The following are several common protection circuits that use ZnO arresters to eliminate atmospheric overvoltages: fig. (a) is the connection method of the ZnO arrester for three-phase electrical equipment, fig. (b) is the connection method of the ZnO arrester for the solenoid valve control system, and fig. (c) is the connection method of the ZnO arrester between the power supply and the load.

Fig. 11 Lightning Protection.png

Lightning Protection

8.3 Switch Protection

When a circuit with an inductive load is suddenly disconnected, its overvoltage can exceed several times of the power supply voltage. Overvoltage can cause arcing and spark discharge between contacts, which can damage contacts such as contactors, relays and electromagnetic clutches, and shorten the service life of the device. The varistor has a shunt at high voltages, so it can be used to protect the contacts by preventing spark discharges at the moment of contact break. The connection method of the varistor protection switch or contact is shown in the figure below. When the varistor is connected in parallel with the inductor, the dry voltage of the switch and the dry voltage of the varistor are the sum of the residual voltage of the varistor. The energy absorbed by the varistor is the energy stored by the inductor. When the varistor is connected in parallel with the switch, the overvoltage on the switch is equal to the residual voltage of the varistor, and the energy absorbed by the varistor is slightly larger than the energy stored in the inductor.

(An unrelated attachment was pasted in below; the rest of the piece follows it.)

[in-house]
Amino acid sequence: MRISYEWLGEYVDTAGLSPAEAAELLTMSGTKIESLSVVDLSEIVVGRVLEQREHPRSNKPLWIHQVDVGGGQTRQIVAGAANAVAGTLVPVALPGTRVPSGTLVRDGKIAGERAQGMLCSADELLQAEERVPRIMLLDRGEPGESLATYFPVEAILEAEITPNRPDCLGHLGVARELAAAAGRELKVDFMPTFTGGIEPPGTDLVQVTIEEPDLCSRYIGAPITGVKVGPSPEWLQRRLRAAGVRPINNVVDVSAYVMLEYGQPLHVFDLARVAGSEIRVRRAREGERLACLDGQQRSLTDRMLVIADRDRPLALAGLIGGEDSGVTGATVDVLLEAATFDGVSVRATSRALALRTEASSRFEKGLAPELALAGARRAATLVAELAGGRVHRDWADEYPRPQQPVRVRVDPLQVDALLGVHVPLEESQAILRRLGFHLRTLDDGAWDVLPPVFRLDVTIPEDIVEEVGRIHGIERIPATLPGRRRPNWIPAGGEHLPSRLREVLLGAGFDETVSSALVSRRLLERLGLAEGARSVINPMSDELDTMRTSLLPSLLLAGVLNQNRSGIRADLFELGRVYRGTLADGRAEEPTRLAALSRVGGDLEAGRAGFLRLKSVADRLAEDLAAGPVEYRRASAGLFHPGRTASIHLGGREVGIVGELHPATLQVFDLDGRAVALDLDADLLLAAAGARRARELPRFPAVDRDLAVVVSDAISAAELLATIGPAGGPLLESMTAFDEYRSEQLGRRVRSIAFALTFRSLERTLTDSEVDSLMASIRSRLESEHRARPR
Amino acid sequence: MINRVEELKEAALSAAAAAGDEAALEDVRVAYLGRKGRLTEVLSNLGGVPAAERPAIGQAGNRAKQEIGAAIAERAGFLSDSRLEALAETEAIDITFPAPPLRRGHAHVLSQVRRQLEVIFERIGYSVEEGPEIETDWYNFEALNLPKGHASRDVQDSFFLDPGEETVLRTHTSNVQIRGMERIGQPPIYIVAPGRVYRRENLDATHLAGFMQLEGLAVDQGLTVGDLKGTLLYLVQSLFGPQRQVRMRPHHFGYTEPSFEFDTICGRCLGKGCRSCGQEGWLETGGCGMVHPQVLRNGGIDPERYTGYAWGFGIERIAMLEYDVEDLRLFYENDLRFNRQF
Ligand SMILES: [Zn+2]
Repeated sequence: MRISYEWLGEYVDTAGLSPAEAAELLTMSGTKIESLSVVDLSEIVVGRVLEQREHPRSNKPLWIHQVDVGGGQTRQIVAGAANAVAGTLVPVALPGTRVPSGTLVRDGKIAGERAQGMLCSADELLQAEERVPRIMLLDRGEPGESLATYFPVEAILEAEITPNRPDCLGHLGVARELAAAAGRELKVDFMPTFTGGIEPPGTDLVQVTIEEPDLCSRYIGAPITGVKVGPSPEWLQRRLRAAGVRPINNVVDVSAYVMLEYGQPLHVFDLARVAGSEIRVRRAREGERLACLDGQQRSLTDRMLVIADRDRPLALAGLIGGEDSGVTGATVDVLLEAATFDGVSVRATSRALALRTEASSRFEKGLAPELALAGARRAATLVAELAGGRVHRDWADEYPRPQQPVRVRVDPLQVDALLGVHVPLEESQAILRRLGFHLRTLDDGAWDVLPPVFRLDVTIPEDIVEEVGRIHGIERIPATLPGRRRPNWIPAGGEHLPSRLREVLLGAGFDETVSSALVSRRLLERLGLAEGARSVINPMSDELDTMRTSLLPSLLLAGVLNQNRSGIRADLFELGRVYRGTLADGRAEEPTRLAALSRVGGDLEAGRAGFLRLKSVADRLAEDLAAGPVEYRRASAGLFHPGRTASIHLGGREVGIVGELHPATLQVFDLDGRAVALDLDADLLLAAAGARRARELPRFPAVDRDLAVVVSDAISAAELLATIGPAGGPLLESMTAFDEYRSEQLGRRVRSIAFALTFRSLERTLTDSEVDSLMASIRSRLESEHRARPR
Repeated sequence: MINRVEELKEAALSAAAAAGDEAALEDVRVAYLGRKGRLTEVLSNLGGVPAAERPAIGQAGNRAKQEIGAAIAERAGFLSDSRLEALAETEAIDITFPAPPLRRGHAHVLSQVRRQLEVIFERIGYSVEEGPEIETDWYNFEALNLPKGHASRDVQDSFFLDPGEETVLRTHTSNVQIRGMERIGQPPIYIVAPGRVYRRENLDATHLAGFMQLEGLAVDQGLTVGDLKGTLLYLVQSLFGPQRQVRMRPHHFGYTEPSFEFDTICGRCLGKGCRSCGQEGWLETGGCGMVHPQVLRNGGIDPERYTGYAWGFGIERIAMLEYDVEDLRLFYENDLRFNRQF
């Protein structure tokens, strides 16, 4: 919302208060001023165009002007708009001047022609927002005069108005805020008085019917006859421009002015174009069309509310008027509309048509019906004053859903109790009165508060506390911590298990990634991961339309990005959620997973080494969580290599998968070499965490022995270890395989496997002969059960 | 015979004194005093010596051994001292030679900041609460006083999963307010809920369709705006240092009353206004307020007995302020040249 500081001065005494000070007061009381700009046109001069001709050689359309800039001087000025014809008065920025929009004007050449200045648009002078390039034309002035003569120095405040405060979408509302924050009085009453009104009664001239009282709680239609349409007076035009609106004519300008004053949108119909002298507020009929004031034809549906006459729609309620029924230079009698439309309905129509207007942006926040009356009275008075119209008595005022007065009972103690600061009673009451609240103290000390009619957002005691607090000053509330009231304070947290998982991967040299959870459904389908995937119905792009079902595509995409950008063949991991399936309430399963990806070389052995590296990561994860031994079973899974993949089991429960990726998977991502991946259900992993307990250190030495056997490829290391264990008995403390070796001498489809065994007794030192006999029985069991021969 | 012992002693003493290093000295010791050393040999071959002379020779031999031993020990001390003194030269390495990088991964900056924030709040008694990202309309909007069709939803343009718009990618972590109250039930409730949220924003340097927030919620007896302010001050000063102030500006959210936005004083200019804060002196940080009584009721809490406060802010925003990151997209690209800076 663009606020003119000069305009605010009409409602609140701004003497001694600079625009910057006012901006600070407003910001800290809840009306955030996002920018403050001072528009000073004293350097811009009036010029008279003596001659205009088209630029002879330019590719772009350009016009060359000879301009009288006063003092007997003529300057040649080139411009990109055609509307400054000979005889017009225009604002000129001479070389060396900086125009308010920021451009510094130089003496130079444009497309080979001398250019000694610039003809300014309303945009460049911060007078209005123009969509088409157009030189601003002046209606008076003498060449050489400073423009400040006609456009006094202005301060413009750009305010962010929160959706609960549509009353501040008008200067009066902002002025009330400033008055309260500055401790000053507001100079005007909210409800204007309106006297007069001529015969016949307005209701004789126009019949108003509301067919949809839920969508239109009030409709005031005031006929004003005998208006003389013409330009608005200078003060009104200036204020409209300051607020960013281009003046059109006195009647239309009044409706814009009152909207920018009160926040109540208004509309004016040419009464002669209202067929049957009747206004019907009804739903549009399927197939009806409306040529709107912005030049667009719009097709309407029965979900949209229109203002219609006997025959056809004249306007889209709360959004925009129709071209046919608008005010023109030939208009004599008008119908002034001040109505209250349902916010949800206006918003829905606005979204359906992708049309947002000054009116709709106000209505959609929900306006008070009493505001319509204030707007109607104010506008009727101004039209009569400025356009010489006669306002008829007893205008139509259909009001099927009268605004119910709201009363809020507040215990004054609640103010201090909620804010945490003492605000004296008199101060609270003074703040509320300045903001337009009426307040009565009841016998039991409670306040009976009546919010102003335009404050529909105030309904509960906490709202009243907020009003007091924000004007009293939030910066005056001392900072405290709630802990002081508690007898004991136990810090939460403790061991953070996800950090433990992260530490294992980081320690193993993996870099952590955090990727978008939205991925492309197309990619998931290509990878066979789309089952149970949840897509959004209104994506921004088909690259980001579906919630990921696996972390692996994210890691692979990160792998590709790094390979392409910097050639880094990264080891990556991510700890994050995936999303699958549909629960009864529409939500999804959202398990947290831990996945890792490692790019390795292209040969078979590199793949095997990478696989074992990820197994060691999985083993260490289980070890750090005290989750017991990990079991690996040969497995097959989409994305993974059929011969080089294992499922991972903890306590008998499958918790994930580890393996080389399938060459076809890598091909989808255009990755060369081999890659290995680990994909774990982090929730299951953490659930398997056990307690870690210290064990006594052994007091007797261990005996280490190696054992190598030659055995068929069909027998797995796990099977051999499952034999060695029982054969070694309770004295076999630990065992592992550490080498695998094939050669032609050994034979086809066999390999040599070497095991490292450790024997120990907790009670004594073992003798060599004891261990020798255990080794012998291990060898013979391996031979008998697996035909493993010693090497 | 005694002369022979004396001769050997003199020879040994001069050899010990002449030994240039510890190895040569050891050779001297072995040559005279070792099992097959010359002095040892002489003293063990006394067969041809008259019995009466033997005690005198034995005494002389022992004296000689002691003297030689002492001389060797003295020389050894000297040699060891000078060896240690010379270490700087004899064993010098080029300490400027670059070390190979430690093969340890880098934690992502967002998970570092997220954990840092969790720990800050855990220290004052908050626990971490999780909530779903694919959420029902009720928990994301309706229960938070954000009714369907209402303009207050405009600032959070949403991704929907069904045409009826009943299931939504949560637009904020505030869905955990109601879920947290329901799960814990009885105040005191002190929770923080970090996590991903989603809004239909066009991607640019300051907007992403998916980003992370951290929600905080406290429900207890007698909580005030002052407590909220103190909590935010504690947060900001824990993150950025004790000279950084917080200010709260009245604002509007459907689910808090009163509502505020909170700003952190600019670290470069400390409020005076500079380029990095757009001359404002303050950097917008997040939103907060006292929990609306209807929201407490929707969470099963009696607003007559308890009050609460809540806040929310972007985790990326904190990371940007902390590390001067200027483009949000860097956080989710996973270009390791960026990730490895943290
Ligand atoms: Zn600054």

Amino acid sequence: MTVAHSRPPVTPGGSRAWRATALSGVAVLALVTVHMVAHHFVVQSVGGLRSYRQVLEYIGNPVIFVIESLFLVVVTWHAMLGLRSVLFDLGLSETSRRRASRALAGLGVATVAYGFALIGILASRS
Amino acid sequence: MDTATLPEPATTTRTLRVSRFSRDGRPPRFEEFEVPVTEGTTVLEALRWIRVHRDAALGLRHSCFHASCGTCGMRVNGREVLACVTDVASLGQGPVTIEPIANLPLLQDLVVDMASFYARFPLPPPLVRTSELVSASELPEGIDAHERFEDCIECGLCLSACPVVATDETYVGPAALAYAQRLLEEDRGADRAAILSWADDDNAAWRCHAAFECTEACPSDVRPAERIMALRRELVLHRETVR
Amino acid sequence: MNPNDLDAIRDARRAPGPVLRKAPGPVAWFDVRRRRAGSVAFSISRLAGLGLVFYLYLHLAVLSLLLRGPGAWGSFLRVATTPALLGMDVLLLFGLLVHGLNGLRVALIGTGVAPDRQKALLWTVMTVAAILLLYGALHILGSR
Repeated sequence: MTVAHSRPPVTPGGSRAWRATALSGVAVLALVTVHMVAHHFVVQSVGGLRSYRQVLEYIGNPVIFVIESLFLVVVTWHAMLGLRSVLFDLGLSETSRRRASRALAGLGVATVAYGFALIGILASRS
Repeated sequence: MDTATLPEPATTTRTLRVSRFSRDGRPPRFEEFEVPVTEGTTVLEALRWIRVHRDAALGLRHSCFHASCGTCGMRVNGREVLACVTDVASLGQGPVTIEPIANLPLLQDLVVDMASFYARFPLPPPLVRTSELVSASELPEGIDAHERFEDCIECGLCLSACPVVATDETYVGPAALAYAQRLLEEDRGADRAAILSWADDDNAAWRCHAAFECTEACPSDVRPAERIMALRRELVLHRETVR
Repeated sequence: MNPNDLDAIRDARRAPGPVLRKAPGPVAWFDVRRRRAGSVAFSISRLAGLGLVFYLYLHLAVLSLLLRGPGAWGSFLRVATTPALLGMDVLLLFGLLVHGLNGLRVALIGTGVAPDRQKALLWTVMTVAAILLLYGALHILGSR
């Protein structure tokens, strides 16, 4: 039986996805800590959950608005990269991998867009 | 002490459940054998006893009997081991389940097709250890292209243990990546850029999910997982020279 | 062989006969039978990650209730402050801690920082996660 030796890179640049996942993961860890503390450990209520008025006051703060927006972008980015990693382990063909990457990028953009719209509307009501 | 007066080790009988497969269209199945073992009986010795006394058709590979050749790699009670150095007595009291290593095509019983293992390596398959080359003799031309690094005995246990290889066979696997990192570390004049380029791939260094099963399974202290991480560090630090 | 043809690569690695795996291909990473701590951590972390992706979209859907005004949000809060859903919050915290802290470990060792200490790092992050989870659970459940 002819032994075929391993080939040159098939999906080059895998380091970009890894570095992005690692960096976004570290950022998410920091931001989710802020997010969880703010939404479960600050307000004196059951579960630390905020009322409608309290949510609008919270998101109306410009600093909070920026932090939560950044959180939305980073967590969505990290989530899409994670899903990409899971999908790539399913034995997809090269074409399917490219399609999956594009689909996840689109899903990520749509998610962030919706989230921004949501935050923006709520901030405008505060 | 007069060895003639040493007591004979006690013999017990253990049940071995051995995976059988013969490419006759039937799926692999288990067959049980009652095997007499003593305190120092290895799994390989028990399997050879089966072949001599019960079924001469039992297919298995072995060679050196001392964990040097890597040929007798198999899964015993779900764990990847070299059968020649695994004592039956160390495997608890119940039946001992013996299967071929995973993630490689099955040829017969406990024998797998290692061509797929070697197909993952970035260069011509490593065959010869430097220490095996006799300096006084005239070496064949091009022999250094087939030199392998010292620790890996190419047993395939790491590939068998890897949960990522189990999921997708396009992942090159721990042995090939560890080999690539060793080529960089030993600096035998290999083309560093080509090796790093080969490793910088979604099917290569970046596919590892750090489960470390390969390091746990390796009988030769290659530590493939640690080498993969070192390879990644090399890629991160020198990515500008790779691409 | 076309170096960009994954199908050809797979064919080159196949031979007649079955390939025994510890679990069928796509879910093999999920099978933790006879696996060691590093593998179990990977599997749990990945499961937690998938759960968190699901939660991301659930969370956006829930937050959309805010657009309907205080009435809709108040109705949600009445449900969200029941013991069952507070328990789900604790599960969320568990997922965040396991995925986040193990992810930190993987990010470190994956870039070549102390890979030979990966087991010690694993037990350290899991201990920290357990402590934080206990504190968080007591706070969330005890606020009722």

Fig. 13 Switch Protection.png

Switch Protection

8.4 Device Protection

In order to prevent the semiconductor devices from being burnt due to overvoltage generated for some reasons, varistors are often used to protect them. The figure below shows the application circuit of the varistor protection transistor. The damage of the overvoltage to the transistor can be effectively suppressed between the collector and the emitter of the transistor or the primary shunt varistor of the transformer. Under normal voltage, the varistor is in a high impedance state with minimal leakage current. When subjected to an overvoltage, the varistor quickly changes to a low impedance state, and the overvoltage energy is absorbed by the varistor in the form of a discharge current. After the surge voltage is passed, when the circuit or component is subjected to a normal voltage, the varistor returns to a high impedance state.

Fig. 14 Device Protection.png

 Device Protection